In the first version of my earlier post, I incorrectly described Hamdia Ahmed as Somali Bantu. Hamdia reached out and let me know her family is not Bantu but ethnic Somali. While she was diligent in seeing my error corrected, she was unfailingly gracious during our exchange. I apologize for my earlier misunderstandings and will do my homework more carefully going forward.
Perhaps my biggest takeaway from my research so far is how little I — and most Americans — understand Somalia. NGO and government reports frequently contain contradictory, incomplete or flat-out wrong material. Media stories come from outside agencies with their own funding and agendas. Depending on the source, the over 135,000 Somalis in America are generally lionized as Brave Survivors We Rescued or demonized as Freeloading Muslim Foreigners. Emotions are high but information is low and that’s never a good thing.
Here at our sea-washed, sunset gates shall stand
A mighty woman with a torch, whose flame
Is the imprisoned lightning, and her name
Mother of Exiles. From her beacon-hand
Glows world-wide welcome; her mild eyes command
The air-bridged harbor that twin cities frame.
“Keep, ancient lands, your storied pomp!” cries she
With silent lips. “Give me your tired, your poor,
Your huddled masses yearning to breathe free,
The wretched refuse of your teeming shore.
Send these, the homeless, tempest-tost to me,
I lift my lamp beside the golden door!”
Long before Lazarus wrote her 1883 poem America was home to immigrants from around the world. This was not always a smooth process. Ben Franklin railed against Germans. The Know Nothing Party railed against my Irish Catholic ancestors. In 1882 we excluded the Chinese and in 1924 we restricted immigration from Italy. Generally after some initial distress all these ethnic groups became part of the greater American community. Our current welcoming attitude is not without historical precedent. Neither is our skepticism.
By any standard Hamdia Ahmed is an asset to her community. The same could be said of many other Somali-Americans. Dissident Right complaints about the NAXALT fallacy miss an important point: “not all X are like that” is more often than not a true statement. And frequently they miss another important point. We rely on the best, or the worst, cases because we want them to be the norm. But while lots of people have strong opinions, few have stopped to run the numbers.
In 1980, the year America instituted official refugee resettlement ceilings, we admitted 207,116 of the 231,000 allowed. Between October 2001 and April 2017 more than 895,000 refugees were resettled in America, an average of just under 58,000 per year. Trump has cut the annual allowance each year. In 2018 the Trump administration admitted 22,491 of a permitted 45,000. It is definitely true that we have restricted the influx of refugees. But those who wish to ease those restrictions miss a greater truth.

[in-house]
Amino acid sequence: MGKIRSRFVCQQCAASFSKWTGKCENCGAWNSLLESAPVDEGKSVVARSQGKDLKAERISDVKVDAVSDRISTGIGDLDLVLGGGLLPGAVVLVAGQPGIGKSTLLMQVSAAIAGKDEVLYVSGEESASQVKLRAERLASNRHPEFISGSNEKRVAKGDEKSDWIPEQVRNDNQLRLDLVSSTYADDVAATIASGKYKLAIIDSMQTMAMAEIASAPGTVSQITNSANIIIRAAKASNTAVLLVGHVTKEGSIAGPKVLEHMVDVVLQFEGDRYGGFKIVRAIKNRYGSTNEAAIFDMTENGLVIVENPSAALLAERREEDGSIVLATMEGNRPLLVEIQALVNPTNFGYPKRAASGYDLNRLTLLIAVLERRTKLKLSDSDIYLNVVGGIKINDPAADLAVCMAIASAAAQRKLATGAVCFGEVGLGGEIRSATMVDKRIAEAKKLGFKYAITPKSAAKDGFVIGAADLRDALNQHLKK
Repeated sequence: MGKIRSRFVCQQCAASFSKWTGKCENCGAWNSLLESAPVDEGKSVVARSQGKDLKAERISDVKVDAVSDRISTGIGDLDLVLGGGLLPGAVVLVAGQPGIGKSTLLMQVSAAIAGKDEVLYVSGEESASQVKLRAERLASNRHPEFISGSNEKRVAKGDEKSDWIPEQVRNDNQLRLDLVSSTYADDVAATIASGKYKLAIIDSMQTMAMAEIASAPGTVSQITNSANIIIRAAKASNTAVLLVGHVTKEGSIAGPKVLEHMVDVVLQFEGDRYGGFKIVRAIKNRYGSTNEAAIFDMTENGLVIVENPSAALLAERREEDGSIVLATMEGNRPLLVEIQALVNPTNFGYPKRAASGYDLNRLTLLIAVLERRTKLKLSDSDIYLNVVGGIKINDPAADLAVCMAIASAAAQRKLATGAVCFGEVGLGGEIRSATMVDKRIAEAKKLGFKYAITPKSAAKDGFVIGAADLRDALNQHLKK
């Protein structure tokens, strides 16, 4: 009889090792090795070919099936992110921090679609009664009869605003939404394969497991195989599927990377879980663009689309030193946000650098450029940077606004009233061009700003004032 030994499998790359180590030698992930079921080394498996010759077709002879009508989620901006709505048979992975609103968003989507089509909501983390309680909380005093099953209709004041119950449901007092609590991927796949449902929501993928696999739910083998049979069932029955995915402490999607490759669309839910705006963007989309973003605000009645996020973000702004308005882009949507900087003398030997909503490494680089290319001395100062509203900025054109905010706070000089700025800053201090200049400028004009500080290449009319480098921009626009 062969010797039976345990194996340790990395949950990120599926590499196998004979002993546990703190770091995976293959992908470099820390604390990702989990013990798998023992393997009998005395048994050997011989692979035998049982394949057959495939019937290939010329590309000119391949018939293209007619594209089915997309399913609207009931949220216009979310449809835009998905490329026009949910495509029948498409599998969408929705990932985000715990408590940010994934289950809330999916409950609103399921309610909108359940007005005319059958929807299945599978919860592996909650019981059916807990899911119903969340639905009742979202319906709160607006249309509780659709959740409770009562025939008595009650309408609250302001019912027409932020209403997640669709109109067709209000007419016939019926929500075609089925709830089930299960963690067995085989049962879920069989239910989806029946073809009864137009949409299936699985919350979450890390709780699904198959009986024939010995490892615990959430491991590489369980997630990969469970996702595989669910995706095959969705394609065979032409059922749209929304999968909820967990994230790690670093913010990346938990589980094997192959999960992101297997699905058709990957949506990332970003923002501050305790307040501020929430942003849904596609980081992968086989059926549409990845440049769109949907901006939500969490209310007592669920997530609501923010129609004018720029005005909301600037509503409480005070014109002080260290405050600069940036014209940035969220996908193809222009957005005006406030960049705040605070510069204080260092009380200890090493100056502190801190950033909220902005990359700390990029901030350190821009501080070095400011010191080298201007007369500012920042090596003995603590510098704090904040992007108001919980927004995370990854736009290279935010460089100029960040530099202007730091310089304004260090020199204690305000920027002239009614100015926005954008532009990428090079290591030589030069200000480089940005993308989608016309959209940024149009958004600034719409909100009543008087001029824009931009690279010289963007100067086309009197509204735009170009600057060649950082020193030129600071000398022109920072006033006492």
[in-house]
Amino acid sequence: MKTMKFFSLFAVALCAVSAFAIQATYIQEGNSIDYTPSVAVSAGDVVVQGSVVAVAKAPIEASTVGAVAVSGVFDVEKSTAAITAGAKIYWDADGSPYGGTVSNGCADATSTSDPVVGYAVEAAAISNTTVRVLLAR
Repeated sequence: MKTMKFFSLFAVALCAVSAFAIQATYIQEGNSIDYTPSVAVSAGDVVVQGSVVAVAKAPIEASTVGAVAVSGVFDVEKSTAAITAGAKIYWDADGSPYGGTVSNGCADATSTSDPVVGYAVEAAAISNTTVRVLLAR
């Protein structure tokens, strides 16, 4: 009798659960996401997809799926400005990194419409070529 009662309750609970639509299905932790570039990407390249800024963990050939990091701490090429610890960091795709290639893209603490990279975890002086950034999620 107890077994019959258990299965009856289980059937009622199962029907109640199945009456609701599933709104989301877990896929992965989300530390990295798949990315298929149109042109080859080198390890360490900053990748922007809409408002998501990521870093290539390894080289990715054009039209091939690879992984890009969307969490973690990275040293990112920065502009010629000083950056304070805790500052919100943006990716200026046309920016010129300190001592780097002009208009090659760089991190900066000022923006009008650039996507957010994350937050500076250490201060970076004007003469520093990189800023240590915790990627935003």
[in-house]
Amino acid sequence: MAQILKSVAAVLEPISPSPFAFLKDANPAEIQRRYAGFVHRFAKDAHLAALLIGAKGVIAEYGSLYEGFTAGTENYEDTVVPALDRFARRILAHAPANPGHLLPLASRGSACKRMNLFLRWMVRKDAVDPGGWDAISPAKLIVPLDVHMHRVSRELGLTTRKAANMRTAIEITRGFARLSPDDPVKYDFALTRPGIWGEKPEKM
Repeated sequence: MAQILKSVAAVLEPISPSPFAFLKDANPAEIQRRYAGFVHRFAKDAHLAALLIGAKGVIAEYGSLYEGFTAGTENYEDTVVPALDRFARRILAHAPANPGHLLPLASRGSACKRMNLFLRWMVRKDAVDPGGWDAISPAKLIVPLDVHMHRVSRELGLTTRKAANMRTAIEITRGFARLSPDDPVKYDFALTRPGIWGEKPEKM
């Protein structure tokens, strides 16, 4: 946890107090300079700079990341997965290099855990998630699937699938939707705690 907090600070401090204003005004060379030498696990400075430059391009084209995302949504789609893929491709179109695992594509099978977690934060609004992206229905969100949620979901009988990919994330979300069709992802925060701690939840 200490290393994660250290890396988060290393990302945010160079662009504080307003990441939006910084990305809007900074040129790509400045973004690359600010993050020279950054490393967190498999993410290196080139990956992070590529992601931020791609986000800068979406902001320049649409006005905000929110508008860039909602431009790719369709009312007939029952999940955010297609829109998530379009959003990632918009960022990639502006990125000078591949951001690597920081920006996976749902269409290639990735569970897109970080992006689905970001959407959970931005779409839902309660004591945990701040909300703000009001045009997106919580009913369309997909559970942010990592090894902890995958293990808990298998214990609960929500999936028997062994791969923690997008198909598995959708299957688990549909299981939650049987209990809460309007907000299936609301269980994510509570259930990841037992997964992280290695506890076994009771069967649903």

In 1980 there were around 8.45 million refugees worldwide. In 2001 there were an estimated 42 million people displaced by war, persecution or violence. 16 million had been driven from their countries while 25 million were displaced within their borders. By the end of 2018 that number had risen to 71 million. Of that number 16 million had been refugees for over five years; nearly 6 million had been refugees for over 20 years. Historically the United States has taken in more refugees than the rest of the world combined. And yet the supply of refugees has continually outstripped our ability to care for them.
Since Uzbek emigre Sayfullo Saipov drove a truck into a Manhattan crowd, we have become increasingly concerned about importing prospective terrorists. Somalia is a war-torn country with several active terrorist groups (Al-Shahaab being the most famous). And in a situation where vetting is critically important, identity theft is a major problem. Unscrupulous aid workers demand bribes from desperate families who qualify. Those who will not cooperate often find their case files and identities sold. Describing her family’s escape from Dadaab in 2005, Hamdia Ahmed said:
We almost didn’t make it to America, because the refugee card that was assigned to my family was sold to another family without our knowledge. Basically, identity theft. My mom went to the UN and said, “I can’t get food. They’re saying my card isn’t working. What is going on?” They had actually already canceled the card because the other family was going to America under our name. Then my mom gathered all of us and we went to the U.N. headquarters in Dadaab. My mom was crying outside. A guy came out and asked, “What’s the matter, ma’am? What can I do to help you?”
They put her card into the computer system and they said, “Oh my God. It’s identity theft. Your card… there’s a family traveling to the U.S. tonight with it.” So we wouldn’t even be here if that guy hadn’t helped us at the U.N. It happened to so many people.